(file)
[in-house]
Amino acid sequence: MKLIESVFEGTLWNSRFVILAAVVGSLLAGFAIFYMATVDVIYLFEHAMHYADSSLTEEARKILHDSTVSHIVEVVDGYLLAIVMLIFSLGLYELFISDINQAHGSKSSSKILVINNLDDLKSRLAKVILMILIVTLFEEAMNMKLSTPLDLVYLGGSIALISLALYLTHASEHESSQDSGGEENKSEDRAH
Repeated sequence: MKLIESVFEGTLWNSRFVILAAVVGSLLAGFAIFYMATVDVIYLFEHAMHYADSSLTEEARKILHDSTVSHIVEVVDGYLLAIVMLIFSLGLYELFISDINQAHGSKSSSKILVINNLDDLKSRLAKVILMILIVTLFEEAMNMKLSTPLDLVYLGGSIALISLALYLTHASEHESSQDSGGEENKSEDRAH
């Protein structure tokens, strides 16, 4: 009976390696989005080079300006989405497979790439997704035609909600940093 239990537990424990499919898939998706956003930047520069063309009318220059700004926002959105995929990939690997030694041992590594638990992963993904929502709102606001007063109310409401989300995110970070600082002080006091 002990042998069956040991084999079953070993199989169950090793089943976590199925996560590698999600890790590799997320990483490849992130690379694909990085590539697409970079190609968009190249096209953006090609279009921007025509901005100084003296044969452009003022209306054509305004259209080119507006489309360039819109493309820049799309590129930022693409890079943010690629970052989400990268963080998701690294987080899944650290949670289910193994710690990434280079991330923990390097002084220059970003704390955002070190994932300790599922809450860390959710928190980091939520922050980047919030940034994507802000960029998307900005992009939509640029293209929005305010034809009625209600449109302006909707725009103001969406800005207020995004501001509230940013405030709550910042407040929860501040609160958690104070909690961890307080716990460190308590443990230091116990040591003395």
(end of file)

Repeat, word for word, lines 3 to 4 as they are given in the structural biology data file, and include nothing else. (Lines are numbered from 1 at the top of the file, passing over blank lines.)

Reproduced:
Repeated sequence: MKLIESVFEGTLWNSRFVILAAVVGSLLAGFAIFYMATVDVIYLFEHAMHYADSSLTEEARKILHDSTVSHIVEVVDGYLLAIVMLIFSLGLYELFISDINQAHGSKSSSKILVINNLDDLKSRLAKVILMILIVTLFEEAMNMKLSTPLDLVYLGGSIALISLALYLTHASEHESSQDSGGEENKSEDRAH
């Protein structure tokens, strides 16, 4: 009976390696989005080079300006989405497979790439997704035609909600940093 239990537990424990499919898939998706956003930047520069063309009318220059700004926002959105995929990939690997030694041992590594638990992963993904929502709102606001007063109310409401989300995110970070600082002080006091 002990042998069956040991084999079953070993199989169950090793089943976590199925996560590698999600890790590799997320990483490849992130690379694909990085590539697409970079190609968009190249096209953006090609279009921007025509901005100084003296044969452009003022209306054509305004259209080119507006489309360039819109493309820049799309590129930022693409890079943010690629970052989400990268963080998701690294987080899944650290949670289910193994710690990434280079991330923990390097002084220059970003704390955002070190994932300790599922809450860390959710928190980091939520922050980047919030940034994507802000960029998307900005992009939509640029293209929005305010034809009625209600449109302006909707725009103001969406800005207020995004501001509230940013405030709550910042407040929860501040609160958690104070909690961890307080716990460190308590443990230091116990040591003395």